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U.S. Food and Drug Administration announced warning for Merck's baldness drug Propecia, and prostate medication Proscar, which both contain finasteride.
The Food and Drug Administration added new warnings to Merck's baldness drug Propecia, known generically as finasteride, and sold as Proscar to treat an enlarged prostate, citing sexual side effects.
CBS News reports Propecia will now include warnings for libido disorders, ejaculation disorders, and orgasm disorders that continued for men even months after stopping the drug.
Proscar's label will have a warning for "decreased libido" and possible male infertility and poor semen quality that improved after patients discontinue the drug.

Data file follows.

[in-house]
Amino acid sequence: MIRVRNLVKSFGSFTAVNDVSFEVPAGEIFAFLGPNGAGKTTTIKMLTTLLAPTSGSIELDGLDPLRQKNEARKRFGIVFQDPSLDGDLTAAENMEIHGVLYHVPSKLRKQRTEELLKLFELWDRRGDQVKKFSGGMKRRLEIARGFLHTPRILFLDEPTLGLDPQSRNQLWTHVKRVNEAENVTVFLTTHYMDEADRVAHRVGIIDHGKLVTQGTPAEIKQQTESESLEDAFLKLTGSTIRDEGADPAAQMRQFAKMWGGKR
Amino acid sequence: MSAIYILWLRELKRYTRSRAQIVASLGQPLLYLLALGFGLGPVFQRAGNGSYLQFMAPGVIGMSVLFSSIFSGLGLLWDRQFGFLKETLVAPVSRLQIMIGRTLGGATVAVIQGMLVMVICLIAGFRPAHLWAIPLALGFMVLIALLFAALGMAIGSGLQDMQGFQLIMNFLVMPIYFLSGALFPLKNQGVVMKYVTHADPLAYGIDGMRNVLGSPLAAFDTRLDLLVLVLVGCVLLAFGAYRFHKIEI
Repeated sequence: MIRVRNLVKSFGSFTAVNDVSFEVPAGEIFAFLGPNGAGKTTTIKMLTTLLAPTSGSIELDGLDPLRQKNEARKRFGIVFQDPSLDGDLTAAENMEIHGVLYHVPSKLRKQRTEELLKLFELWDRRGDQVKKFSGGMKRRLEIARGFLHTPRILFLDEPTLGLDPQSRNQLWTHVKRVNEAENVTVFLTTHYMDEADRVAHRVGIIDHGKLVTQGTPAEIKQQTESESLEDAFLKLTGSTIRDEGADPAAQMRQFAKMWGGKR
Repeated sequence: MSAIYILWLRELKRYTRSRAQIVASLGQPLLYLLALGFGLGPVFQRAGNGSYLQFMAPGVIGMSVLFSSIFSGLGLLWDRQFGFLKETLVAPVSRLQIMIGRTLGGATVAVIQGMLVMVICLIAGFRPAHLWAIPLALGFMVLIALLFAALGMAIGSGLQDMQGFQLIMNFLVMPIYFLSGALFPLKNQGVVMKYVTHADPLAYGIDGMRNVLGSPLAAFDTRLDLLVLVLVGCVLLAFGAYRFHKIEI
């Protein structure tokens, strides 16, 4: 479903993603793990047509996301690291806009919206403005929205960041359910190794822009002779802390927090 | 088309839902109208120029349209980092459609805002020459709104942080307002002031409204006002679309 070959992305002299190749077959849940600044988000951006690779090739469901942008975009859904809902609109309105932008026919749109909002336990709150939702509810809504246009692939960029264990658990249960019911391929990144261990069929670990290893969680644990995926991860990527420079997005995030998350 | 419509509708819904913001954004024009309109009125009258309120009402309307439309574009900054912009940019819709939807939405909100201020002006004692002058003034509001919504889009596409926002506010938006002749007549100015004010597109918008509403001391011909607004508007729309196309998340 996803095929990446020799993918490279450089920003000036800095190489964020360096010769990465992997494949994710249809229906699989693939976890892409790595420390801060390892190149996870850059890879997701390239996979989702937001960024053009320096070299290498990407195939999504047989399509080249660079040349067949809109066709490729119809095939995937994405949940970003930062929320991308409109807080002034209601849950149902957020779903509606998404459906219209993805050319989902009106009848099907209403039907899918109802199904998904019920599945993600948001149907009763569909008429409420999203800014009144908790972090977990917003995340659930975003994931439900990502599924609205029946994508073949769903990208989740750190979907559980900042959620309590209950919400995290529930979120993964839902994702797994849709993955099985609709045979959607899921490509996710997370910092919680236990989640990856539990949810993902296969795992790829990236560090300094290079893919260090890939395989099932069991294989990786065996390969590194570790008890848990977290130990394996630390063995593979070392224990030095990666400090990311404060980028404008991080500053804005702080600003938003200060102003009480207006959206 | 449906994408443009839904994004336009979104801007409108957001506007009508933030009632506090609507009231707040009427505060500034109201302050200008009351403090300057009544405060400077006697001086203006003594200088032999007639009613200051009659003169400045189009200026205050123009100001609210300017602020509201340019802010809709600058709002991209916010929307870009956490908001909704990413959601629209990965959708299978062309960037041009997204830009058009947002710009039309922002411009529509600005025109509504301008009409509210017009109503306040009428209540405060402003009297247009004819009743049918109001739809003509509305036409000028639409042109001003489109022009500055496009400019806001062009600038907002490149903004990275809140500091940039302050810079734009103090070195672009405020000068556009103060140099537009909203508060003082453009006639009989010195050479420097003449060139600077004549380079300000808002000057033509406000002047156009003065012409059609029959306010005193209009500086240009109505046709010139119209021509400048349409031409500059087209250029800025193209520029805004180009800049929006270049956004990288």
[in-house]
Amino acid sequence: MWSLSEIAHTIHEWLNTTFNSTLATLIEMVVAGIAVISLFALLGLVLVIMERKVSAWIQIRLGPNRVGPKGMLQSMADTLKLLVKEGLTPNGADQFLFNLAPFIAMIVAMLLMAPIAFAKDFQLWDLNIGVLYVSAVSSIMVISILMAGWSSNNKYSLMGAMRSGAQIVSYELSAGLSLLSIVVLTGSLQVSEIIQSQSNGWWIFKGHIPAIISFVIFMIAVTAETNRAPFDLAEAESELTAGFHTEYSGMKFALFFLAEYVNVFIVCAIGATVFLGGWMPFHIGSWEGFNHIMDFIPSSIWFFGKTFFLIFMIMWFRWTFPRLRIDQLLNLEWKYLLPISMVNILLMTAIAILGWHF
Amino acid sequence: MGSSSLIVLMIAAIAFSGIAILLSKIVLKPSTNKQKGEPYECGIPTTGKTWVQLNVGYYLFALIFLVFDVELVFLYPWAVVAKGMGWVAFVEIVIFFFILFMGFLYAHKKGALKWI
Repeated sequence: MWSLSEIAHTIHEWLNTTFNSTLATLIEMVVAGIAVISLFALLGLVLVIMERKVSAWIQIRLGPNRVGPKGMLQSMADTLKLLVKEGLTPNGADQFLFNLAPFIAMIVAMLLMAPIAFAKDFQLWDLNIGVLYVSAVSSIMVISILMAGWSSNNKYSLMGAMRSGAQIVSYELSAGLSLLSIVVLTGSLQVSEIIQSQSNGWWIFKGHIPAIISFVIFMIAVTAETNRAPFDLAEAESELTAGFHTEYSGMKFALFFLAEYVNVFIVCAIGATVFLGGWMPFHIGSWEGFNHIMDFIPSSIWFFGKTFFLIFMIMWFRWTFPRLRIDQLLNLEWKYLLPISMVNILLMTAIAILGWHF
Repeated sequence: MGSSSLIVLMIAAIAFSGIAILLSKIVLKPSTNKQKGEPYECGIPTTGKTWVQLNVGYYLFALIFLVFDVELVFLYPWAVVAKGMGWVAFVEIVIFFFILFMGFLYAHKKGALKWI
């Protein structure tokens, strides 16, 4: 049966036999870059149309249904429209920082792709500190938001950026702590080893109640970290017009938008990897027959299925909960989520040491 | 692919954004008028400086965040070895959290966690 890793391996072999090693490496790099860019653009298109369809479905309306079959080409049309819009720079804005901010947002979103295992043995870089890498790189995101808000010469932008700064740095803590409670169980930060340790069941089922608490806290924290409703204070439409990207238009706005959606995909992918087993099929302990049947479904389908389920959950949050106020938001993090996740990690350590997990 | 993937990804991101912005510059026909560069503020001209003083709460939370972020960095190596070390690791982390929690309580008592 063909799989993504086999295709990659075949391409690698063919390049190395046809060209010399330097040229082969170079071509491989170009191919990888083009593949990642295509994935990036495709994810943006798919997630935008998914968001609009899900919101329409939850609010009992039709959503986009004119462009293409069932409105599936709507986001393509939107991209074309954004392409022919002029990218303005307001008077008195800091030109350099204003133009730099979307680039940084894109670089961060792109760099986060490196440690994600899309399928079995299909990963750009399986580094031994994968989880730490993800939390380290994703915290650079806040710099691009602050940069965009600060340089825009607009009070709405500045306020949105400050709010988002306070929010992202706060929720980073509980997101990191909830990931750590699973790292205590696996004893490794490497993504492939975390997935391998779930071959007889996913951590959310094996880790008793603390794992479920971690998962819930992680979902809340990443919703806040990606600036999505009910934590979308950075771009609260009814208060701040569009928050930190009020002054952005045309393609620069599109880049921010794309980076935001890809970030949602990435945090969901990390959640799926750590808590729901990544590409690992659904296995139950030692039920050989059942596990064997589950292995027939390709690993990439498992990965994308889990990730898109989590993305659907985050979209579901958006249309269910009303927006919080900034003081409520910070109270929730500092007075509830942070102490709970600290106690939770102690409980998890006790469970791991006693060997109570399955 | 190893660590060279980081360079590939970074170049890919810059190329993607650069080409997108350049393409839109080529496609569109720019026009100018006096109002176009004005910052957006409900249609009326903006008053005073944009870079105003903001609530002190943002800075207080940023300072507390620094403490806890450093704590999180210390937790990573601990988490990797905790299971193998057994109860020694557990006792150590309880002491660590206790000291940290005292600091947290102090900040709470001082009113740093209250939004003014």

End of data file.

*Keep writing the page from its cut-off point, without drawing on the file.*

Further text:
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The FDA released a statement saying "despite the fact that clear causal links between finasteride (Propecia and Proscar) and sexual adverse events have not been established, the cases suggest a broader range of adverse effects than previously reported in patients taking these drugs."
TIME writes the new labeling comes in response to the FDA's latest clinical trial results in studies from 1998 to 2011, in which users mention sexual dysfunction.
Out of 421 cases, 59 men reported adverse sexual effects that lasted longer than three months after drug discontinuation. The agency also reviewed 251 cases associated with semen quality; 13 had enough information for evaluation. For Proscar, the FDA reviewed 131 cases of erectile dysfunction and 68 cases of decreased libido from 1992 to 2010.
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